Theatre goers, its a travesty that seats are being left empty for The Winslow Boy at The Old Vic. Having entered the theatre and not knowing what to expect, audiences of all walks of life will find themselves in fits of laughter during the comedic first half and welling up at some of its most poignant moments further in.
The Winslow Boy is the story of an Edwardian British household, who’s head, the father – Arthur Winslow, fights for the justice of his thirteen year old son who is accused of stealing a postal order whilst away at Naval College. Putting the rest of his family at risk in terms or reputation, money and lifestyle, it shows that even in the most trivial of circumstances which could easily be brushed under the carpet, one must fight for what is right and just, even if it means losing everything.
If carried out at the correct pace, and it was demonstrated so excellently here, then The Winslow Boy and indeed other Terrence Rattigan plays can be a delight. This roller coster of emotions plays out excellently here, with every character keeping their ‘stiff upper lip’ whilst fully aware of the consequences they face individually and as a family. Henry Goodman as Arthur Winslow is an excellent leader of this pack. Although riddled with gout and suffering arthritis, his sharp tongue and affectionate charisma towards his family and indeed the audience makes him a loveable central figure we can all relate to.
Naomi Frederick who plays Arthur’s daughter Catherine, demonstrates a strong yet relatable character, reminding us clearly and passionately of the struggles women faced in society at that time – her work with the suffragettes is regarded as pointless and with no sense of hope – she deals with the criticism of her standing with grace and dignity and Frederick manages balance a large array of emotions with effortless ease, making her a character with so many levels that the audience find her a joy to watch.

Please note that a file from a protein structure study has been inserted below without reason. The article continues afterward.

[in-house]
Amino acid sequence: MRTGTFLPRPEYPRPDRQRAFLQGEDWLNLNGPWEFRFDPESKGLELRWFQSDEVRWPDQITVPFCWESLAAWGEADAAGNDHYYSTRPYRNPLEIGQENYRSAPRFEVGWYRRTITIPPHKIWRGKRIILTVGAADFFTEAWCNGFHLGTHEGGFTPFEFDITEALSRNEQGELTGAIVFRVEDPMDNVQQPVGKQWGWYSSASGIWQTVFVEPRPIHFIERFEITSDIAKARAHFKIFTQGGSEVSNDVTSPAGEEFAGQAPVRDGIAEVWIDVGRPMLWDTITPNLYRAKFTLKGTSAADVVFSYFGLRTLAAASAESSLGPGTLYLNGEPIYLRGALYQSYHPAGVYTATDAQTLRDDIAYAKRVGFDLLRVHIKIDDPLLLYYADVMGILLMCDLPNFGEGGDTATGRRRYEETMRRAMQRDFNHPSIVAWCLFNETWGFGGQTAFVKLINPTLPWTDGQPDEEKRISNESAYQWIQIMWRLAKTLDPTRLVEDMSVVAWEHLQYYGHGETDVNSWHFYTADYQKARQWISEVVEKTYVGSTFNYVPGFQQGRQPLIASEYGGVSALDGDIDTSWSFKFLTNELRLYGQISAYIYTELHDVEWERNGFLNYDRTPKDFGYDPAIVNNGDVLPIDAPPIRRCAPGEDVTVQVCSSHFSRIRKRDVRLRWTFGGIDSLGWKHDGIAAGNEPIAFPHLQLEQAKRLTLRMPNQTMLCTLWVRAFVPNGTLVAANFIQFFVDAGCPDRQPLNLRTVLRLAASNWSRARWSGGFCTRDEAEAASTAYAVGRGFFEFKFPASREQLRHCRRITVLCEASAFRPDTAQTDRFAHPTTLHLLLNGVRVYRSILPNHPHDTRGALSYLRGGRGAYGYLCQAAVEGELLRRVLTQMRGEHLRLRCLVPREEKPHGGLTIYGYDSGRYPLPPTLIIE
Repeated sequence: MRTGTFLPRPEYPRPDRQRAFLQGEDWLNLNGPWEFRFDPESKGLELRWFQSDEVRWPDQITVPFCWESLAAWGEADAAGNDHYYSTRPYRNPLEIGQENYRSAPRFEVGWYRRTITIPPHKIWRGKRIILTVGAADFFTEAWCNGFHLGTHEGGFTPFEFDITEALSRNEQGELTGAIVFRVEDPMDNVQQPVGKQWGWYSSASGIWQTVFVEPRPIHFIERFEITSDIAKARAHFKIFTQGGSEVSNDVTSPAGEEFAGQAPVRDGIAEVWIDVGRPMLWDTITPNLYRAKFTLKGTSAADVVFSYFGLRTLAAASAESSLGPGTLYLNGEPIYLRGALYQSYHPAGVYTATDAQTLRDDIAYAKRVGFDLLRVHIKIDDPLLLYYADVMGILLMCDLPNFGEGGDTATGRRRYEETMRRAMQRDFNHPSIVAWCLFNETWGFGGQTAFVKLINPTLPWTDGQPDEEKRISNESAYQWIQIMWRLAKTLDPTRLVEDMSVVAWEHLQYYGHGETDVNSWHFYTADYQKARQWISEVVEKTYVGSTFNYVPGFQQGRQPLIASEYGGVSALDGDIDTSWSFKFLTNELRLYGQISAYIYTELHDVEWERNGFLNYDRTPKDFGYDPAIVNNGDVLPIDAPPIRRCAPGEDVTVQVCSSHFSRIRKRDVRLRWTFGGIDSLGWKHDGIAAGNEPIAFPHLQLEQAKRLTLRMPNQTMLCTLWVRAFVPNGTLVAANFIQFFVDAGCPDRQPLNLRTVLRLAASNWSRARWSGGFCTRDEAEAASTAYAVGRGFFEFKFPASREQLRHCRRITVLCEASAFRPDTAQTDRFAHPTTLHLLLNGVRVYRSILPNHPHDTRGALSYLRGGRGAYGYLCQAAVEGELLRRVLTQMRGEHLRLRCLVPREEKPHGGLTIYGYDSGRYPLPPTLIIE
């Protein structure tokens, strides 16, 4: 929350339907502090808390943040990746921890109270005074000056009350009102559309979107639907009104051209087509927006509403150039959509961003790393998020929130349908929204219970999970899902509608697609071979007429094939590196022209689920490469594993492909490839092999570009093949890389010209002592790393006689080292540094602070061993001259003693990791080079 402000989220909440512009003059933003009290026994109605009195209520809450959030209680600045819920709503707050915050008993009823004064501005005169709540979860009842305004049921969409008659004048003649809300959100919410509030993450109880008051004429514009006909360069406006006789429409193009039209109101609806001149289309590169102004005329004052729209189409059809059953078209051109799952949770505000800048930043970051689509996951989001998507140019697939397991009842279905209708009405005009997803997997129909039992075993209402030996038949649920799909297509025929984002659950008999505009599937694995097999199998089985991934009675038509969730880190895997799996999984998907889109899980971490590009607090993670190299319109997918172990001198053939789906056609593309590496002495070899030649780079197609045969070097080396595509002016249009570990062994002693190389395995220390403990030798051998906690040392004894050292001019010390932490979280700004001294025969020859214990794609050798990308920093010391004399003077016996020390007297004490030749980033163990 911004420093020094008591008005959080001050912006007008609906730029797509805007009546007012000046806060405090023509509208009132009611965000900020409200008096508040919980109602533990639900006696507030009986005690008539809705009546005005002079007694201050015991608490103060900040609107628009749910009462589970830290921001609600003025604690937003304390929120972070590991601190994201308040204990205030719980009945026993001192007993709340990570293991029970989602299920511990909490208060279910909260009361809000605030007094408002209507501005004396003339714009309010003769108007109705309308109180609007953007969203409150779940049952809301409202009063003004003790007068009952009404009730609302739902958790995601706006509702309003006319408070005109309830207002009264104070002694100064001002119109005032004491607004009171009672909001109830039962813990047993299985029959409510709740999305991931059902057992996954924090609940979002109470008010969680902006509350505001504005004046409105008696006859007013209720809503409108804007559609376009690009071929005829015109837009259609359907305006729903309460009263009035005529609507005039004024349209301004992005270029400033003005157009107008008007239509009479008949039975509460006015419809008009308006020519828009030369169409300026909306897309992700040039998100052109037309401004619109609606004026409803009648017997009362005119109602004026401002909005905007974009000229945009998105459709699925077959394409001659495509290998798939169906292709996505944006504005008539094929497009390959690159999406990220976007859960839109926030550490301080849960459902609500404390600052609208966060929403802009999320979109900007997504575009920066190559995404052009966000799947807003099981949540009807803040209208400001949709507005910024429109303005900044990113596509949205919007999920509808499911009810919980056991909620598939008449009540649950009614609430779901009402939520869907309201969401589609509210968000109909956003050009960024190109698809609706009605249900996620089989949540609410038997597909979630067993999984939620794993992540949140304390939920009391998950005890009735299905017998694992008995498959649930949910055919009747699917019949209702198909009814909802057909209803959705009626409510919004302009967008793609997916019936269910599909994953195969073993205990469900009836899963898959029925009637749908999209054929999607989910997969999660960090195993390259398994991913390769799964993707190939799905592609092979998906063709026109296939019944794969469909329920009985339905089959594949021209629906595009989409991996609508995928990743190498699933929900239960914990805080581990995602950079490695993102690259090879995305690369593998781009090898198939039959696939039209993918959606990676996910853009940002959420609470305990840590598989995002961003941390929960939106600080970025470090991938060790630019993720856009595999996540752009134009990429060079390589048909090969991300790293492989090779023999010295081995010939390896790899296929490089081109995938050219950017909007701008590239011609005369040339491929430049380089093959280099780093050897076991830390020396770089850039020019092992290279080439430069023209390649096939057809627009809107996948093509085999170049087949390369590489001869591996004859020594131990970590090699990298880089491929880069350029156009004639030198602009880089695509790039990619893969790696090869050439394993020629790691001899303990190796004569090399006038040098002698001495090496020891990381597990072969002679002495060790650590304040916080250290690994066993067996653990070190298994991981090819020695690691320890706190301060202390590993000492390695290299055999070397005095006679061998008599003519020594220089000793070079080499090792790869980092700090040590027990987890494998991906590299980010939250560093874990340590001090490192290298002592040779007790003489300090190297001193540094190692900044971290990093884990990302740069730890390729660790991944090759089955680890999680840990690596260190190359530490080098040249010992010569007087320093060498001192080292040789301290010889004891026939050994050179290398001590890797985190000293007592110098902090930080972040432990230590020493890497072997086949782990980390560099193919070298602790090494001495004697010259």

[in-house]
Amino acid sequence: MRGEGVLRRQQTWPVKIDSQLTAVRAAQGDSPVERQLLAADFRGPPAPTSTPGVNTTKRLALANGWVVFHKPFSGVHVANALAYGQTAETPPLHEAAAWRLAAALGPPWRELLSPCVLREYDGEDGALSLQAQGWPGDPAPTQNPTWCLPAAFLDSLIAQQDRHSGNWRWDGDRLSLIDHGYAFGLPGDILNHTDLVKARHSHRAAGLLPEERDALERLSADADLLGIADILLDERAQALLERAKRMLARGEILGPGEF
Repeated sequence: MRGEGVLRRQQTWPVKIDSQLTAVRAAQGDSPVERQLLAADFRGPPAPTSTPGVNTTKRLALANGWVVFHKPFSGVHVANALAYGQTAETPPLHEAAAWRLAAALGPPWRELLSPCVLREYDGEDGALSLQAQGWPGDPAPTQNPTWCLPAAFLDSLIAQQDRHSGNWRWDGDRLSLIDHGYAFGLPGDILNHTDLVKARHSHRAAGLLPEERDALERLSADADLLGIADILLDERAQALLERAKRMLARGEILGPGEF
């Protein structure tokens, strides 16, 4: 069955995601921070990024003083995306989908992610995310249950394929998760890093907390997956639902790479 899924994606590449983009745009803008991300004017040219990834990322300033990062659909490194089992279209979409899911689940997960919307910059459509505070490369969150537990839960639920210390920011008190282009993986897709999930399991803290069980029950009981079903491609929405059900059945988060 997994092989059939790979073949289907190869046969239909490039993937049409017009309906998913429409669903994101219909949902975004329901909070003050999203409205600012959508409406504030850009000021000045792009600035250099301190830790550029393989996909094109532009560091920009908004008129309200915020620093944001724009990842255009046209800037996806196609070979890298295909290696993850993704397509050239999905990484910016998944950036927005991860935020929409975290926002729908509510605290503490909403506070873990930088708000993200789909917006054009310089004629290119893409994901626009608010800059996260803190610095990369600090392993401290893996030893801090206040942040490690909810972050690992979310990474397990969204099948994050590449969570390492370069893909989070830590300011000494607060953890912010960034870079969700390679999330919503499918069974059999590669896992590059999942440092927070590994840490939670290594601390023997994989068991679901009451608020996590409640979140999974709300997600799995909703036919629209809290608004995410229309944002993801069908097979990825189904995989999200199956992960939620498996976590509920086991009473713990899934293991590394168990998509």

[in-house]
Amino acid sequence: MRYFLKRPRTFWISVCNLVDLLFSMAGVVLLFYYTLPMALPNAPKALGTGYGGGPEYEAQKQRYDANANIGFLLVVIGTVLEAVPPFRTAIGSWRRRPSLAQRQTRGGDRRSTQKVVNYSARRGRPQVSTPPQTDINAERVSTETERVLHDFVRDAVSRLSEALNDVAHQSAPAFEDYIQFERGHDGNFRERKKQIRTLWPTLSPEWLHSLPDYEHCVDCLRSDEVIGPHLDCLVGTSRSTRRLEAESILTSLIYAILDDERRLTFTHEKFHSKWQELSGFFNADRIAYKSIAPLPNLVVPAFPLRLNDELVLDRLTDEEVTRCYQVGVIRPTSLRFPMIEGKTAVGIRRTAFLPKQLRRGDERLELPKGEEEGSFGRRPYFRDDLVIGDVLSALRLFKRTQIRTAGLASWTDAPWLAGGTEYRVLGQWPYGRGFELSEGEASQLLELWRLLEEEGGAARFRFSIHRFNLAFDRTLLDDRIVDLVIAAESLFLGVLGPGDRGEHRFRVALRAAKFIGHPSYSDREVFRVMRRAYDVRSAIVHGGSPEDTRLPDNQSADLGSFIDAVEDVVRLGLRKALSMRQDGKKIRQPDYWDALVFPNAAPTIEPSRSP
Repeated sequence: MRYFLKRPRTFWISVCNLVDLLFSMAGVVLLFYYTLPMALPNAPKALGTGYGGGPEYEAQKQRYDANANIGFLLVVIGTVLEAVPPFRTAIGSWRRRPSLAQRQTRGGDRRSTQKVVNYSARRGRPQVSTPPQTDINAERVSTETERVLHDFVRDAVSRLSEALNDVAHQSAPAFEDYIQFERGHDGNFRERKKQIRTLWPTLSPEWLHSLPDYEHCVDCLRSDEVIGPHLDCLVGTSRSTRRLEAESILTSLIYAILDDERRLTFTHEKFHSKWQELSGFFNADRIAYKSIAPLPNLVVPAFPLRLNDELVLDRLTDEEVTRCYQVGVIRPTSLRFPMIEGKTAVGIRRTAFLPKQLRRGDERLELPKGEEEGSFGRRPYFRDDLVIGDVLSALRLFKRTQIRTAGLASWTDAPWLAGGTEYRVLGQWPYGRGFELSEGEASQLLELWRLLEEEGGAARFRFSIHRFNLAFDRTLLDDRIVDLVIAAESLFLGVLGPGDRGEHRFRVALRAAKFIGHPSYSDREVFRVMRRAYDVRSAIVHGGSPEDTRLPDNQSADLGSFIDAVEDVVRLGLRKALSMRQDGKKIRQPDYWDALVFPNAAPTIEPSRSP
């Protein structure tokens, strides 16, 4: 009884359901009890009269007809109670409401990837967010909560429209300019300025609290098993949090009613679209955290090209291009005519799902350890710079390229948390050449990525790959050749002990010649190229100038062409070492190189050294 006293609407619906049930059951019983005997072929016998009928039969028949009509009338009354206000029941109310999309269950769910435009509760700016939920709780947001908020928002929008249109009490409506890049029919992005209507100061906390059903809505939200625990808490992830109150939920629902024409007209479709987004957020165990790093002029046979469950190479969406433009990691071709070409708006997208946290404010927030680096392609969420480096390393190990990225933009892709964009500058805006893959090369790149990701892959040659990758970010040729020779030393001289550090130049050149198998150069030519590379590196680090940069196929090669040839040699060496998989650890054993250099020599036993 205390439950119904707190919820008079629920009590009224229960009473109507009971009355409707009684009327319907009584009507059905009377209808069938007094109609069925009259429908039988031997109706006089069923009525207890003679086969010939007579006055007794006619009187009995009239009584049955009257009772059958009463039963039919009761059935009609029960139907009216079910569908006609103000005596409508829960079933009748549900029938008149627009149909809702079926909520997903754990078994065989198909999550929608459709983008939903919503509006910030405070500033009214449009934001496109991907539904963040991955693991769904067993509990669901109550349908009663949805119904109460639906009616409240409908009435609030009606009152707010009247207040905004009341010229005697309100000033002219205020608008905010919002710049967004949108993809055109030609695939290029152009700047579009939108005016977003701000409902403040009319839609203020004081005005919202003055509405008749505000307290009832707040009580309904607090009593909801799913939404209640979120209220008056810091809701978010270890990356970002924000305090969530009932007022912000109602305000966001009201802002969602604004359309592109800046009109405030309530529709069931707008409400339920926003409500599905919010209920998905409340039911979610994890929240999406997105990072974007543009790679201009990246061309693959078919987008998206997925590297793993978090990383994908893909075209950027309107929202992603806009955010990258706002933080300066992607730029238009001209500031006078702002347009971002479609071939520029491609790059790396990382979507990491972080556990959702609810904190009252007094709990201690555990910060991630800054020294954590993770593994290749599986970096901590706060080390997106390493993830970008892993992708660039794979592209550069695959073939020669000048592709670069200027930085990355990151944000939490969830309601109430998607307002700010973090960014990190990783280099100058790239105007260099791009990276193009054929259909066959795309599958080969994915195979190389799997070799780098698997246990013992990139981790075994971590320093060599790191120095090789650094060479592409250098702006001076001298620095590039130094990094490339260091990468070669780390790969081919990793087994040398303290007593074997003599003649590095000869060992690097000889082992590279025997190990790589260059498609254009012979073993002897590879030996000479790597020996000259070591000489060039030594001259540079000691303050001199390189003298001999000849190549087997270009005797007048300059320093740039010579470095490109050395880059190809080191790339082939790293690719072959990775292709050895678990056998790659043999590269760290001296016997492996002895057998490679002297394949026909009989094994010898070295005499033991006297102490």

All the actors in this production provide sterling performances, however, another standout worthy of mention is Charlie Rowe, the Winslow boy himself. It’s clear to see that this young actor has a bright future ahead of him. He treads the boards of the Old Vic with ease and experience beyond his years, with particular examples of excellence being his emotional reaction to Sir Robert Morton’s interrogation where audience members feel so uncomfortable in their seats that they almost want to leap out of your seat and protect the poor boy.
Terrence Rattigan plays are full of fast paced, easy to listen conversations with subtle comedies about them which allow audiences of different generations to relate to and enjoy. For a cast to deliver this as it should be is no easy task, and this cast in particular should be applauded for their efforts and supported for all their hard work. The Winslow Boy is an infectious play which gets under your skin, and makes you think about the characters and their circumstances long after the curtain has fallen. It has an effect on its audience with its relatable nature and charismatic character charms. Well worth a watch, and worthy of all the rave reviews it’s been receiving.